Venous thrombo-embolism

Alternative names
Pulmonary embolus; Lung blood clot; Fat embolus; Air embolus; Tumor embolus

Definition
A pulmonary embolus is a blockage of an artery in the lungs by fat, air, clumped tumor cells, or a blood clot.

Causes, incidence, and risk factors

Pulmonary emboli are blockages of the blood vessels of the lungs (pulmonary vessels). Most often they are caused by blood clots from the veins, especially veins in the legs or in the pelvis (hips). More rarely, air bubbles, fat droplets, amniotic fluid, or clumps of parasites or tumor cells may obstruct the pulmonary vessels.

The most common cause of a Pulmonary embolism is a blood clot in the veins of the legs, called a deep vein thrombosis (DVT). Many vlear up on their own, though some may cause severe illness or even death.

Risk factors include the following:

     
  • Prolonged bed rest or inactivity (including long trips in planes, cars, or trains),  
  • Oral contraceptive use  
  • Surgery (especially pelvic surgery)  
  • Childbirth  
  • Massive trauma  
  • Burns  
  • Cancer  
  • Stroke  
  • Heart attack  
  • Heart surgery  
  • Fractures of the hips or femur

Persons with certain clotting disorders may also have a higher risk.

Symptoms

It is important to note that the symptoms of Pulmonary embolism may be vague or may resemble symptoms associated with other diseases:

     
  • cough       o begins suddenly       o may produce bloody sputum (significant amounts of visible blood or lightly blood streaked sputum)  
  • sudden onset of shortness of breath at rest or with exertion  
  • splinting of ribs with breathing (e.g., bending over or holding the chest)  
  • chest pain       o under the breastbone or on one side       o especially sharp or stabbing; also may be burning, aching or dull, heavy sensation       o may be worsened by breathing deeply, coughing, eating, bending, or stooping  
  • breathing, rapid  
  • rapid heart rate (tachycardia)

Additional symptoms that may be associated with this disease:

     
  • wheezing  
  • skin, clammy  
  • skin discoloration, bluish  
  • nasal flaring  
  • pelvis pain  
  • leg pain in one or both legs  
  • swelling in the legs (lower extremities)  
  • lump associated with a vein near the surface of the body (superficial vein), may be painful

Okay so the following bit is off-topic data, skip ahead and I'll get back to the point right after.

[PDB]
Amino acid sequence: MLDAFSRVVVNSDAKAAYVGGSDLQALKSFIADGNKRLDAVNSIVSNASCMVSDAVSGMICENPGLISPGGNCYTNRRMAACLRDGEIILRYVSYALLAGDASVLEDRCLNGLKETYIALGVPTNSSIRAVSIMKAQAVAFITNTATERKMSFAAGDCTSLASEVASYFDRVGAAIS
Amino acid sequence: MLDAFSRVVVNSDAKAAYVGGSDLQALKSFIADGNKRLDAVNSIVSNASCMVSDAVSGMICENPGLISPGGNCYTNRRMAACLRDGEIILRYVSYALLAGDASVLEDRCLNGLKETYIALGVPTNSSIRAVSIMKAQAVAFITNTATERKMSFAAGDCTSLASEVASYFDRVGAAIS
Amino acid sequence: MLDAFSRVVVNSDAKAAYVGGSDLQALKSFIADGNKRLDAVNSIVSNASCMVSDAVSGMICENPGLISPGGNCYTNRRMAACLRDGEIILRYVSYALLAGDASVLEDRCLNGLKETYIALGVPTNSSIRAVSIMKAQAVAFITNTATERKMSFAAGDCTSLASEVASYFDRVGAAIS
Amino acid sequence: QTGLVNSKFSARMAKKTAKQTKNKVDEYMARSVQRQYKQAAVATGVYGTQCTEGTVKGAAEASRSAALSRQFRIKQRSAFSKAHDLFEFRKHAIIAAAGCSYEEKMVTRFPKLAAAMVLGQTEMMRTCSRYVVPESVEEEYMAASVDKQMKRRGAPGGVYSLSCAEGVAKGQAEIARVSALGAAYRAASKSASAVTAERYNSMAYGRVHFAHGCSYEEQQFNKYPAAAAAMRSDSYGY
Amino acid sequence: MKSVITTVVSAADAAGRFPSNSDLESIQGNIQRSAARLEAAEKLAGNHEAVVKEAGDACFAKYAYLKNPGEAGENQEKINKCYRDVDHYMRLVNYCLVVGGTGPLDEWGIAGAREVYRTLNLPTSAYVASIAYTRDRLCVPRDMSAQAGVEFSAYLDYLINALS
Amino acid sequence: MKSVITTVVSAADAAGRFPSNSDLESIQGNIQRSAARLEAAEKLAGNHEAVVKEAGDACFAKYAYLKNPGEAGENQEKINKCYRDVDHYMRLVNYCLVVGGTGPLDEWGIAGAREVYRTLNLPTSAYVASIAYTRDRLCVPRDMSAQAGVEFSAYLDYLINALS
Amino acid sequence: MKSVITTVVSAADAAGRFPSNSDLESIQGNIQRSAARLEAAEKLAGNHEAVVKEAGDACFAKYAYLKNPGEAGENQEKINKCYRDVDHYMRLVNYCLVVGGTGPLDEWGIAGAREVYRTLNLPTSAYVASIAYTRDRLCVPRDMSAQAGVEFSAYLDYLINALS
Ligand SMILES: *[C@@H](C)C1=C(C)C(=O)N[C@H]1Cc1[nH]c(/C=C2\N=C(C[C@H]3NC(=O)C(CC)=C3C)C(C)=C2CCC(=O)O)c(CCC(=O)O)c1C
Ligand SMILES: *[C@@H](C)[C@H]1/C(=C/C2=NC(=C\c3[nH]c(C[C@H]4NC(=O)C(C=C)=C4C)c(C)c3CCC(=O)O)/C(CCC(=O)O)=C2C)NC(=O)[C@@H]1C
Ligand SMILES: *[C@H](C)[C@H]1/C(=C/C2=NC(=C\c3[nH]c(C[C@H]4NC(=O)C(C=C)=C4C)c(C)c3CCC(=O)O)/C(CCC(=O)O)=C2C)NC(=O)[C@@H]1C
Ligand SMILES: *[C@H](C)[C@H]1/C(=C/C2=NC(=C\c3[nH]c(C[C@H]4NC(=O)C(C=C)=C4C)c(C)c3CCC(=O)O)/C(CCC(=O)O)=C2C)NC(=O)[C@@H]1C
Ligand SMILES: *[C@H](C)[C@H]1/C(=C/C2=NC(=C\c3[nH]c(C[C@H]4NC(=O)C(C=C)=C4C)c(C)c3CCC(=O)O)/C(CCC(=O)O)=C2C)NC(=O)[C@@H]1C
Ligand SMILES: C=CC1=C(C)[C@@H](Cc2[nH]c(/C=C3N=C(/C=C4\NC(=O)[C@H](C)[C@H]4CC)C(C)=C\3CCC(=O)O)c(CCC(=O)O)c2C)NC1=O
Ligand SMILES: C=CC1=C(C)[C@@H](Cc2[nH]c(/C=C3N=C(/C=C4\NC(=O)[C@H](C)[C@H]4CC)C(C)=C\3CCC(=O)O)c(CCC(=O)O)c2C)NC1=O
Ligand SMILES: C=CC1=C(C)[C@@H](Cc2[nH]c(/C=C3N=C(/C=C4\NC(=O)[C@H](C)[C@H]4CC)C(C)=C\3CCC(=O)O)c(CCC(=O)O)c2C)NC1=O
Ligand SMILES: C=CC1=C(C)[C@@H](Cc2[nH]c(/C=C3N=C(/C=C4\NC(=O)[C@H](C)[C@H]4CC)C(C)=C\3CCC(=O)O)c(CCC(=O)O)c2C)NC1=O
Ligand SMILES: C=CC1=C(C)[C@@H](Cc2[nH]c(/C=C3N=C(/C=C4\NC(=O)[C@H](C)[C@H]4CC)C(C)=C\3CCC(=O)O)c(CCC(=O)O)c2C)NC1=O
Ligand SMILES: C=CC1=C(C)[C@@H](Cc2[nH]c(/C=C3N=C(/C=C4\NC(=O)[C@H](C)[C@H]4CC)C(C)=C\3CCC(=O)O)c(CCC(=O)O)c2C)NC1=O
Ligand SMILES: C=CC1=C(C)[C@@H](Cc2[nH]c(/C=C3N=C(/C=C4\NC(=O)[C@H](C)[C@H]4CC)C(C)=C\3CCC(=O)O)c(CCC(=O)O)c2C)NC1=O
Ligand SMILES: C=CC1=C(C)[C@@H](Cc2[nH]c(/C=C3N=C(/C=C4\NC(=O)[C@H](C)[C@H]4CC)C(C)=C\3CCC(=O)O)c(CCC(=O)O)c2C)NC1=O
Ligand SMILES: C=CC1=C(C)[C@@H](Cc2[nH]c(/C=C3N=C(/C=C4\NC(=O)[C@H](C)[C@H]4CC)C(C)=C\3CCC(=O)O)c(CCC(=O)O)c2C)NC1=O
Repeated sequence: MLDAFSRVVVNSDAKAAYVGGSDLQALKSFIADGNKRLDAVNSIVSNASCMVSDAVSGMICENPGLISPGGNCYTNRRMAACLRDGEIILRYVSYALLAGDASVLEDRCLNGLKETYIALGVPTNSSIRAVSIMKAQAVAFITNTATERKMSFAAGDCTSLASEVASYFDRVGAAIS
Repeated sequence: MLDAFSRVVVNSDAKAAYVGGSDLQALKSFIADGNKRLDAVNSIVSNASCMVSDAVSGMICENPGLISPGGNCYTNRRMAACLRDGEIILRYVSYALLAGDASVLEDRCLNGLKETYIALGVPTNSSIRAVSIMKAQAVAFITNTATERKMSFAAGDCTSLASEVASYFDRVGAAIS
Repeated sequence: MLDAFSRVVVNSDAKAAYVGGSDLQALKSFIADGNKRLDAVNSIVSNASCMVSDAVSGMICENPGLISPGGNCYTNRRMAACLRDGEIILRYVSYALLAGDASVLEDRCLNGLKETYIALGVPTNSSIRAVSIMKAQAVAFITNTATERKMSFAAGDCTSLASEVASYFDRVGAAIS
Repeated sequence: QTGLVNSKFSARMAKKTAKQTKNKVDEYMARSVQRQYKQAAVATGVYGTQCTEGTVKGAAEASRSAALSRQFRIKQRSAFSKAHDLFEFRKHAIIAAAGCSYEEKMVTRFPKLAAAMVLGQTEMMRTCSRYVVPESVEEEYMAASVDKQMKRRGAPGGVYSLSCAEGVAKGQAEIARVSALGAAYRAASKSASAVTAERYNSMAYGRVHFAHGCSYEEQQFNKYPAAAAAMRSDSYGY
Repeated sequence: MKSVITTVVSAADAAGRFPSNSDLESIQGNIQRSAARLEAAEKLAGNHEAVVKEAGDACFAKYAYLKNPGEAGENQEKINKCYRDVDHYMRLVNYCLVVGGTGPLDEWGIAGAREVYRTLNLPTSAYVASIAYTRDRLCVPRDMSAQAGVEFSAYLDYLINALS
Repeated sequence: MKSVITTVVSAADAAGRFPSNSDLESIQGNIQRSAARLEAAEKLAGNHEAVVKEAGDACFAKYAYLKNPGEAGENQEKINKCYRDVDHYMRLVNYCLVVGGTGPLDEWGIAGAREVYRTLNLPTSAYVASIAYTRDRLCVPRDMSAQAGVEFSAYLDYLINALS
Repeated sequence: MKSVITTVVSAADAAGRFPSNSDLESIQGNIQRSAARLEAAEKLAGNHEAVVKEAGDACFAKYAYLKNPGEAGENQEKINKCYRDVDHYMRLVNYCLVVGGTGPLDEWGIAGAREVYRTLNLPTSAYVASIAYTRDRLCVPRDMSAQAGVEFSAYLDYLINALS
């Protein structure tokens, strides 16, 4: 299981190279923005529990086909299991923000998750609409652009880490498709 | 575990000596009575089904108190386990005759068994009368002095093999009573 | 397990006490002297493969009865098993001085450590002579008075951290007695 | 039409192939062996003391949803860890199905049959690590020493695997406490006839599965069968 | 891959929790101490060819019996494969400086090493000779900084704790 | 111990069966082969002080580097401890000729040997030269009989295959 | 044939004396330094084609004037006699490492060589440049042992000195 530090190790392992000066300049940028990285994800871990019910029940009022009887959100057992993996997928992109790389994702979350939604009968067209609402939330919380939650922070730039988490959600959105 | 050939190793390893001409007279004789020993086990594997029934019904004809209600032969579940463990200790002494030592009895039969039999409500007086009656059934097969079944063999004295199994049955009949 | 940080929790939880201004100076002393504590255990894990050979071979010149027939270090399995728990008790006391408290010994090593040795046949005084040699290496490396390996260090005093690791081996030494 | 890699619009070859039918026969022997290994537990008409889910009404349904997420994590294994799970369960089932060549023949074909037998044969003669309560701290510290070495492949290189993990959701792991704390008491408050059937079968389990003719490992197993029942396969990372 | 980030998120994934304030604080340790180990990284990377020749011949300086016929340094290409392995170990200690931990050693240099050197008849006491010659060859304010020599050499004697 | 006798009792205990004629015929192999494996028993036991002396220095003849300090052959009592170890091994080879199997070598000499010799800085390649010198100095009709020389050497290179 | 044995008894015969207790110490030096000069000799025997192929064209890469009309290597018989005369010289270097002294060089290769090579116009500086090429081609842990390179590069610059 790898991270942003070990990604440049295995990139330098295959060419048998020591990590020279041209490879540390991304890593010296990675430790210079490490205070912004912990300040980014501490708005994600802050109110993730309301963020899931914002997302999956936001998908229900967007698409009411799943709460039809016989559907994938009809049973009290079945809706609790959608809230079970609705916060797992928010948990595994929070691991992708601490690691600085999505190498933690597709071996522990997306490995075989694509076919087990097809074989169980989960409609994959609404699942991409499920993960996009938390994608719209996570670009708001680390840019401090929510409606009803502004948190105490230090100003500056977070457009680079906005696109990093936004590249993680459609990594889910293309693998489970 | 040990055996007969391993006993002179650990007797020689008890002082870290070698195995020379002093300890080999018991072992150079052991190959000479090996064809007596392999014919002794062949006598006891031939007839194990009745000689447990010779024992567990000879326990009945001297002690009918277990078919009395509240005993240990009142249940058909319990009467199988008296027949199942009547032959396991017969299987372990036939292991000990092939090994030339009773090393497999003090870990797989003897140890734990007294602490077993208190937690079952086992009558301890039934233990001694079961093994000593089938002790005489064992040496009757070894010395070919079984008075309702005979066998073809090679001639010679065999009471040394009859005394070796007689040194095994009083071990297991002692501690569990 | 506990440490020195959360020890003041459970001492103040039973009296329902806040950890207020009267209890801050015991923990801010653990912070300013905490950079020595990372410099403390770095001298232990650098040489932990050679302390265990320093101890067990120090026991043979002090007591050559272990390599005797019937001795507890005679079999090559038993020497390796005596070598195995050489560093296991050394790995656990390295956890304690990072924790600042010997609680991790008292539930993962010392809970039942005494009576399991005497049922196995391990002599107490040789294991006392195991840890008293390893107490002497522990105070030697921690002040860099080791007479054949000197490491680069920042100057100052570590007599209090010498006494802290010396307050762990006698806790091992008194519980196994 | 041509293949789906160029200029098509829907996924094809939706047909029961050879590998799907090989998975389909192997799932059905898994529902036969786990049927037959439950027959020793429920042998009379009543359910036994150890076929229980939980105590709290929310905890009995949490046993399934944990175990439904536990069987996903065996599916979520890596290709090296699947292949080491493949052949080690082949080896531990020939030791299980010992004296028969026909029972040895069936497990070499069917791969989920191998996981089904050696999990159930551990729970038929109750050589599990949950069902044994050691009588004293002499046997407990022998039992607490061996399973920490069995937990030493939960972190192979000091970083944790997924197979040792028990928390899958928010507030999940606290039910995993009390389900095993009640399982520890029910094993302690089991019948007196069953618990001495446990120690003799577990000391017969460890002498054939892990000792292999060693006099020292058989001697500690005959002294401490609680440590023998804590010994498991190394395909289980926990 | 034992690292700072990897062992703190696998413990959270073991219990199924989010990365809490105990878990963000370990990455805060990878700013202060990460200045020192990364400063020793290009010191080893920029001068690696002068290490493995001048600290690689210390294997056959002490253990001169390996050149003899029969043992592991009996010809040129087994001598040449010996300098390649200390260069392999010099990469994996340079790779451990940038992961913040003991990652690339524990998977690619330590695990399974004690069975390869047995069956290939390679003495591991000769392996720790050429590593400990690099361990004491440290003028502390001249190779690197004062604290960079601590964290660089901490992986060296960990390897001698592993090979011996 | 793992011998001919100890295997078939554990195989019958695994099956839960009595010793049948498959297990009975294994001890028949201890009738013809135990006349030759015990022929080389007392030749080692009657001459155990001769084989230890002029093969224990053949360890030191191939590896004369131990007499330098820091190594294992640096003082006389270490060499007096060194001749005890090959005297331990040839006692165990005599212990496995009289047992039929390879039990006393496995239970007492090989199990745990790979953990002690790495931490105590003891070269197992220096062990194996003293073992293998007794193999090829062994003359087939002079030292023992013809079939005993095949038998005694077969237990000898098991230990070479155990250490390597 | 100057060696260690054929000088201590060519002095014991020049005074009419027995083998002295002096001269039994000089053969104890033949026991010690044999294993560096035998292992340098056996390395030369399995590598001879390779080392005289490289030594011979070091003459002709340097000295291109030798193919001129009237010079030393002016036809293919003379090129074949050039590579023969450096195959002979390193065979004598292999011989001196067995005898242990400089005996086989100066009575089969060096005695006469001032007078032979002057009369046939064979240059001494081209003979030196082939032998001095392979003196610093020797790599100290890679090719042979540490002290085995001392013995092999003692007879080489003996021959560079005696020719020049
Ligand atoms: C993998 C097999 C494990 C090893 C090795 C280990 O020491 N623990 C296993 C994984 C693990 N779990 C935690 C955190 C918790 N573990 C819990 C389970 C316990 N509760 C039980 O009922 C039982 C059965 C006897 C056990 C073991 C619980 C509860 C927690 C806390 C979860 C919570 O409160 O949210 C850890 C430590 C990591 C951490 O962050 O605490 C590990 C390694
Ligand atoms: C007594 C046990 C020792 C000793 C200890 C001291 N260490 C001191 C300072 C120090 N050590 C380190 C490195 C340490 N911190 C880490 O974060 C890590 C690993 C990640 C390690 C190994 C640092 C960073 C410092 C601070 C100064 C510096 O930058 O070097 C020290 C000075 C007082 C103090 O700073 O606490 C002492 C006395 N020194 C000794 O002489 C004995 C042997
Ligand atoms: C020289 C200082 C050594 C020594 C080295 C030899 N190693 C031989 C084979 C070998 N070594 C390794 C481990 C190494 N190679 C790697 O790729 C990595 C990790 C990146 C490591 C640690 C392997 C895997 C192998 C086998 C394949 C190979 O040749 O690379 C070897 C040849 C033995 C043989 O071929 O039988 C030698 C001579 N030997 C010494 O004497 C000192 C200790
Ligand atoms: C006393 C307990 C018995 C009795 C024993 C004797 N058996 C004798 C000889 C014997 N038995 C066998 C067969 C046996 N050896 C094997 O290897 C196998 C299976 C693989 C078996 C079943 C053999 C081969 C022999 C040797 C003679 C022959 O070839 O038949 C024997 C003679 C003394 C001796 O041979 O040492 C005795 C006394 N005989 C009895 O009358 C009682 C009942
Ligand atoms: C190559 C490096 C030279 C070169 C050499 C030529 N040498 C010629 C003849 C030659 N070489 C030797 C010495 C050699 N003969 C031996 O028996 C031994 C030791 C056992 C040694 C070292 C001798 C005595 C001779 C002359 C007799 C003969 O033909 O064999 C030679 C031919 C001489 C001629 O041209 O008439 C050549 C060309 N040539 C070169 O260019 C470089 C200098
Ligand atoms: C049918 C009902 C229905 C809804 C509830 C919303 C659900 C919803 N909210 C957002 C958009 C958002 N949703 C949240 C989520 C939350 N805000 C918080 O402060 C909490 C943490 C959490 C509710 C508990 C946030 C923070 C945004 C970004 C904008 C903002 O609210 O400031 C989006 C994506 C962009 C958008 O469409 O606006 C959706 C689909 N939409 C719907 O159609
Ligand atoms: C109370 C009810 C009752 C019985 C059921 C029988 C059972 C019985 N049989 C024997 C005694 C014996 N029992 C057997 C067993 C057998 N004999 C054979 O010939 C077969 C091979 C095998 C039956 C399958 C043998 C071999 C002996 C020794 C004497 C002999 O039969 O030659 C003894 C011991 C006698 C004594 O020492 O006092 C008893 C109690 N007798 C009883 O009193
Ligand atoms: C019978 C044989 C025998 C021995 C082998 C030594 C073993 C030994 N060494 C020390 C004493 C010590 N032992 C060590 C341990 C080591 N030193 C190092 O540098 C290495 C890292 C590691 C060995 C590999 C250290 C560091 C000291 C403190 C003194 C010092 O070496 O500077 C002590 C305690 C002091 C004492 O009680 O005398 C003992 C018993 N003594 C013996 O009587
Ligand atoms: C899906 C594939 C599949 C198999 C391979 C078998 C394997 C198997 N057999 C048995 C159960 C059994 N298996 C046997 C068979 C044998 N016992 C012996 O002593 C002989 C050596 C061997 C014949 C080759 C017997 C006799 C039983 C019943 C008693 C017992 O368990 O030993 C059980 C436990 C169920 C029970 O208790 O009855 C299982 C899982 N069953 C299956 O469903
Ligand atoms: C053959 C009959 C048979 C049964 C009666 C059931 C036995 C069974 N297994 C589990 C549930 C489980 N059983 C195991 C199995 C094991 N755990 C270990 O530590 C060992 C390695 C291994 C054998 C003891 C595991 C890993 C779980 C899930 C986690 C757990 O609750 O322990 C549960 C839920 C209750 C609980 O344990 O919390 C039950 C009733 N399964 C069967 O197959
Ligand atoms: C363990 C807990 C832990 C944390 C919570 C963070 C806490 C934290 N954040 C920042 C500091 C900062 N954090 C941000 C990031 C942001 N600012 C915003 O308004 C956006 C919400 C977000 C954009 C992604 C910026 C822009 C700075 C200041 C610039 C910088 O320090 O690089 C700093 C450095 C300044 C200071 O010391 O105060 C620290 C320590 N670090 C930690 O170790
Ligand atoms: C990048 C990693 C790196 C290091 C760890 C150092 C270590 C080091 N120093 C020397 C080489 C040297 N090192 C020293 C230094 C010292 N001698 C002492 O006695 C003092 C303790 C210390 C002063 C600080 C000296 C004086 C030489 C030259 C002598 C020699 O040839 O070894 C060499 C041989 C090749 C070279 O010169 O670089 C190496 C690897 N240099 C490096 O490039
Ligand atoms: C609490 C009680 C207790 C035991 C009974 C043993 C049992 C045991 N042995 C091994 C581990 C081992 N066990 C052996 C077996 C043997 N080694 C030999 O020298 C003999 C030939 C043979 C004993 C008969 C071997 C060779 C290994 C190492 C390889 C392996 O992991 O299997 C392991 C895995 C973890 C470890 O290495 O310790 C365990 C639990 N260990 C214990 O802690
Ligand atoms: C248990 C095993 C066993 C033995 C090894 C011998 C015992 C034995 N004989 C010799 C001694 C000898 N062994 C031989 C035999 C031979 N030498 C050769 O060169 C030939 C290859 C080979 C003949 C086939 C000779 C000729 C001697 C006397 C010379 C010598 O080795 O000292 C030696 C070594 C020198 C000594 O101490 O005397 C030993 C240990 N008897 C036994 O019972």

• blood pressure, low  
  • pulse, weak or absent  
  • lightheadedness  
  • fainting  
  • dizziness  
  • sweating  
  • anxiety

Signs and tests

Tests to evaluate the function of the lungs:

     
  • arterial blood gases  
  • pulse oximetry

Tests to detect the location and extent of embolism:

     
  • chest X-ray  
  • pulmonary ventilation/perfusion scan  
  • pulmonary angiogram

Tests to detect DVT (a common cause):

     
  • Doppler ultrasound exam of an extremityblood flow studies  
  • venography of the legs  
  • plethysmography of the legs

An ECG may show abnormalities caused by strain on the heart.

This disease may also alter the results of the following tests:

     
  • echocardiogram  
  • D-dimer level  
  • chest CT scan  
  • chest MRI scan

Treatment

Emergency treatment and hospitalization are necessary. In cases of severe, life-threatening Pulmonary embolism, definitive treatment consists of dissolving the clot with thrombolytic therapy. Anticoagulant therapy prevents the formation of more clots and allows the body to re-absorb the existing clots faster.

Thrombolytic therapy (clot-dissolving medication) includes streptokinase, urokinase, or t-PA. Anticoagulation therapy (clot-preventing medication) consists of heparin by intravenous infusion initially, then oral warfarin (Coumadin). Subcutaneous low-molecular weight heparin is often substituted for intravenous heparin in many circumstances.

In patients who cannot tolerate anticoagulation therapy, an inferior vena cava filter (IVC filter) may be placed. This device, placed in the main central vein in the abdomen, is designed to block large clots from traveling into the pulmonary vessels. Oxygen therapy may be required to maintain normal oxygen concentrations.

Surgery in patients at great risk for recurrent embolism is sometimes indicated.

Expectations (prognosis)

It is difficult to assess the prognosis of Pulmonary embolism, because many cases are never diagnosed. Often, the prognosis is related to the disease that puts the person at risk for Pulmonary embolism (cancer, major surgery, trauma, etc.). In cases of severe Pulmonary embolism, where shock and heart failure occur, the death rate may be greater than 50%.

Complications

     
  • palpitations  
  • heart failure or shock  
  • respiratory distress (severe breathing difficulty)  
  • sudden death  
  • hemorrhage (usually a complication of thrombolytic or anticoagulation therapy)  
  • pulmonary hypertension with recurrent Pulmonary embolism

Calling your health care provider
Go to the emergency room or call the local emergency number (such as 911) if symptoms of pulmonary embolus occur.

Prevention
Prevention of Deep venous thrombosis (DVT) among patients who are at risk is very important. Walking and activity as soon as possible after surgery or during a prolonged medical illness can reduce the risk for pulmonary embolus. Subcutaneous heparin therapy (low doses of heparin injected under the skin) may be used for those on prolonged bedrest. Other preventive measures include compression stockings (plastic sleeves that fit around the legs and help circulate the blood).

Johns Hopkins patient information

Last revised: December 3, 2012
by Martin A. Harms, M.D.

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